• Gene-trait matching across the Bifidobacterium longum pan-genome reveals considerable diversity in carbohydrate catabolism among human infant strains

      Arboleya, Silvia; Bottacini, Francesca; O'Connell-Motherway, Mary; Ryan, C. Anthony; Ross, R Paul; van Sinderen, Douwe; STANTON, CATHERINE; Science Foundation Ireland; Department of Agriculture, Food and the Marine, Ireland; SFI/12/RC/2273; et al. (Biomed Central, 08/01/2018)
      Background Bifidobacterium longum is a common member of the human gut microbiota and is frequently present at high numbers in the gut microbiota of humans throughout life, thus indicative of a close symbiotic host-microbe relationship. Different mechanisms may be responsible for the high competitiveness of this taxon in its human host to allow stable establishment in the complex and dynamic intestinal microbiota environment. The objective of this study was to assess the genetic and metabolic diversity in a set of 20 B. longum strains, most of which had previously been isolated from infants, by performing whole genome sequencing and comparative analysis, and to analyse their carbohydrate utilization abilities using a gene-trait matching approach. Results We analysed their pan-genome and their phylogenetic relatedness. All strains clustered in the B. longum ssp. longum phylogenetic subgroup, except for one individual strain which was found to cluster in the B. longum ssp. suis phylogenetic group. The examined strains exhibit genomic diversity, while they also varied in their sugar utilization profiles. This allowed us to perform a gene-trait matching exercise enabling the identification of five gene clusters involved in the utilization of xylo-oligosaccharides, arabinan, arabinoxylan, galactan and fucosyllactose, the latter of which is an abundant human milk oligosaccharide (HMO). Conclusions The results showed high diversity in terms of genes and predicted glycosyl-hydrolases, as well as the ability to metabolize a large range of sugars. Moreover, we corroborate the capability of B. longum ssp. longum to metabolise HMOs. Ultimately, their intraspecific genomic diversity and the ability to consume a wide assortment of carbohydrates, ranging from plant-derived carbohydrates to HMOs, may provide an explanation for the competitive advantage and persistence of B. longum in the human gut microbiome.
    • In Silico Assigned Resistance Genes Confer Bifidobacterium with Partial Resistance to Aminoglycosides but Not to Β-Lactams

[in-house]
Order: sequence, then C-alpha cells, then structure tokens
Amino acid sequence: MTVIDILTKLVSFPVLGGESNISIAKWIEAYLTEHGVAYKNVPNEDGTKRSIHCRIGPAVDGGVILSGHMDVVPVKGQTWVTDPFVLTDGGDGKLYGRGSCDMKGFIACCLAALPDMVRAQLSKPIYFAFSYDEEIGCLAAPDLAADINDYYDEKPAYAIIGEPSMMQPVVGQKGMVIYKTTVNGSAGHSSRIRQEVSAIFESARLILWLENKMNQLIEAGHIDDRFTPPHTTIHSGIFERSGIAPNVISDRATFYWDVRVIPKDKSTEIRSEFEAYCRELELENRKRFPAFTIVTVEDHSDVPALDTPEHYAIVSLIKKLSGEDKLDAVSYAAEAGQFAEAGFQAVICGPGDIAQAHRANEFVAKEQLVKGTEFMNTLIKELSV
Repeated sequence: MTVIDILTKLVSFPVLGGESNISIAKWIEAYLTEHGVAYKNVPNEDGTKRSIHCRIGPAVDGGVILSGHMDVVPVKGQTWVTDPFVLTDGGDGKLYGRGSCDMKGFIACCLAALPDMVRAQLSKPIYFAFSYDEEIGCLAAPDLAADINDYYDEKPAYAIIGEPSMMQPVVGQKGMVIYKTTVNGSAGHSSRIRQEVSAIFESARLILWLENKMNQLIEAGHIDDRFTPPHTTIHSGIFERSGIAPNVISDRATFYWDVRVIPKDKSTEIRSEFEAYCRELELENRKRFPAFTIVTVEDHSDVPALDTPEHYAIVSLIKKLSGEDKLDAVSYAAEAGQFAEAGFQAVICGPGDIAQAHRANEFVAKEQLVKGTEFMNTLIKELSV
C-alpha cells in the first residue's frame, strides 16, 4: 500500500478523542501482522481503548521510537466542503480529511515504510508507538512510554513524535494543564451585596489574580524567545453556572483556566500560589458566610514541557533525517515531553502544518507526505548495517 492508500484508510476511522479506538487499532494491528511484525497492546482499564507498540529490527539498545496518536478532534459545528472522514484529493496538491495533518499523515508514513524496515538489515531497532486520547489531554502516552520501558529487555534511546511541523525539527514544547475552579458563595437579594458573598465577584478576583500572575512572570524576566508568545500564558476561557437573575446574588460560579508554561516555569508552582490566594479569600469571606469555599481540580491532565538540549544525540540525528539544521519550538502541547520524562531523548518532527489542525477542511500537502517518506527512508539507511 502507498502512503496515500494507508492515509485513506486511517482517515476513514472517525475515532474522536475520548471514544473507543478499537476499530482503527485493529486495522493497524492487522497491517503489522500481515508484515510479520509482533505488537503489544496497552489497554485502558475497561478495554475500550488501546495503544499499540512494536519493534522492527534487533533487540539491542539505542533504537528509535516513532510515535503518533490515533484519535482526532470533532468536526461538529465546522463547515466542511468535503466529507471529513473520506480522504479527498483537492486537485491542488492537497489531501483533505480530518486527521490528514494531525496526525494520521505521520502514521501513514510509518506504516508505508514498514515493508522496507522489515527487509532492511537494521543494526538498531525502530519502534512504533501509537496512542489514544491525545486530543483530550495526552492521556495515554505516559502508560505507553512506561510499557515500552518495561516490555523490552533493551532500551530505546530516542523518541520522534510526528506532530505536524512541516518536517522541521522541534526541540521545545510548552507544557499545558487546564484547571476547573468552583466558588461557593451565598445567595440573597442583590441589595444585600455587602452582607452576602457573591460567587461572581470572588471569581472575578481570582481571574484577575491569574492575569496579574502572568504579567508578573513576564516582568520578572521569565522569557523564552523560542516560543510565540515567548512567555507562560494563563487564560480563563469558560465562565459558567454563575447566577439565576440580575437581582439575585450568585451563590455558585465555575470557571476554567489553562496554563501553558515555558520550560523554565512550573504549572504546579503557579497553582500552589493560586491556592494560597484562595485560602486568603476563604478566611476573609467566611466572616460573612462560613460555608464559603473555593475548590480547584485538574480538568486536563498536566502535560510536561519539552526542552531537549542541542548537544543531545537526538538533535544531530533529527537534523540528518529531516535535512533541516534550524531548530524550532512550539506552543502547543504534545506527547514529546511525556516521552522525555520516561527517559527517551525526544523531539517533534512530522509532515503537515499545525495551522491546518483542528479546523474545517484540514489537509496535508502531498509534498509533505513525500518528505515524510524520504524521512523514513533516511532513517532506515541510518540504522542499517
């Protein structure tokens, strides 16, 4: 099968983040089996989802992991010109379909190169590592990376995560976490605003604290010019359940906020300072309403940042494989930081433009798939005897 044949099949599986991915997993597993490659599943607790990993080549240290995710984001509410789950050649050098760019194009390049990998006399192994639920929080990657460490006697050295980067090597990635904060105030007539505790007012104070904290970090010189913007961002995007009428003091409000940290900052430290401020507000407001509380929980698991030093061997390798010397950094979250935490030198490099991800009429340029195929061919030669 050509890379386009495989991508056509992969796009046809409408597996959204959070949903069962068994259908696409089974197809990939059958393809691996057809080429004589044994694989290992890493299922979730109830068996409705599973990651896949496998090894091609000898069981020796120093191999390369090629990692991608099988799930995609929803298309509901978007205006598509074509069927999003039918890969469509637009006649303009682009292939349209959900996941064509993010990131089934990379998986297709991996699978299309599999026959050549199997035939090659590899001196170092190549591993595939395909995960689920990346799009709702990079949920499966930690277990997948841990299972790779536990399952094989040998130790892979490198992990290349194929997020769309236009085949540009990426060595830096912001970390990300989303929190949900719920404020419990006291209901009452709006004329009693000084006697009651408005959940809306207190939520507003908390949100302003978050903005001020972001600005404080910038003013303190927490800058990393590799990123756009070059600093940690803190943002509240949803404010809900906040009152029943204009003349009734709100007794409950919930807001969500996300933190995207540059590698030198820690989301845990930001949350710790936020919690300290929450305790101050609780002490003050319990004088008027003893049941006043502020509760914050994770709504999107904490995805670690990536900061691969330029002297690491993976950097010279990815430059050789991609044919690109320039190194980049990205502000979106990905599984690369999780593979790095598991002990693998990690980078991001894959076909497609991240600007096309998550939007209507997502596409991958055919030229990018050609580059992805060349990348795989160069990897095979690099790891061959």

Fouhy, Fiona; O'Connell-Motherway, Mary; Fitzgerald, Gerald F; Ross, R Paul; STANTON, CATHERINE; van Sinderen, Douwe; Cotter, Paul D.; Irish Research Council for Science, Engineering and Technology; Science Foundation Ireland; Health Research Board; et al. (PLoS, 06/12/2013)
      Bifidobacteria have received significant attention due to their contribution to human gut health and the use of specific strains as probiotics. It is thus not surprising that there has also been significant interest with respect to their antibiotic resistance profile. Numerous culture-based studies have demonstrated that bifidobacteria are resistant to the majority of aminoglycosides, but are sensitive to β-lactams. However, limited research exists with respect to the genetic basis for the resistance of bifidobacteria to aminoglycosides. Here we performed an in-depth in silico analysis of putative Bifidobacterium-encoded aminoglycoside resistance proteins and β-lactamases and assess the contribution of these proteins to antibiotic resistance. The in silico-based screen detected putative aminoglycoside and β-lactam resistance proteins across the Bifidobacterium genus. Laboratory-based investigations of a number of representative bifidobacteria strains confirmed that despite containing putative β-lactamases, these strains were sensitive to β-lactams. In contrast, all strains were resistant to the aminoglycosides tested. To assess the contribution of genes encoding putative aminoglycoside resistance proteins in Bifidobacterium sp. two genes, namely Bbr_0651 and Bbr_1586, were targeted for insertional inactivation in B. breve UCC2003. As compared to the wild-type, the UCC2003 insertion mutant strains exhibited decreased resistance to gentamycin, kanamycin and streptomycin. This study highlights the associated risks of relying on the in silico assignment of gene function. Although several putative β-lactam resistance proteins are located in bifidobacteria, their presence does not coincide with resistance to these antibiotics. In contrast however, this approach has resulted in the identification of two loci that contribute to the aminoglycoside resistance of B. breve UCC2003 and, potentially, many other bifidobacteria.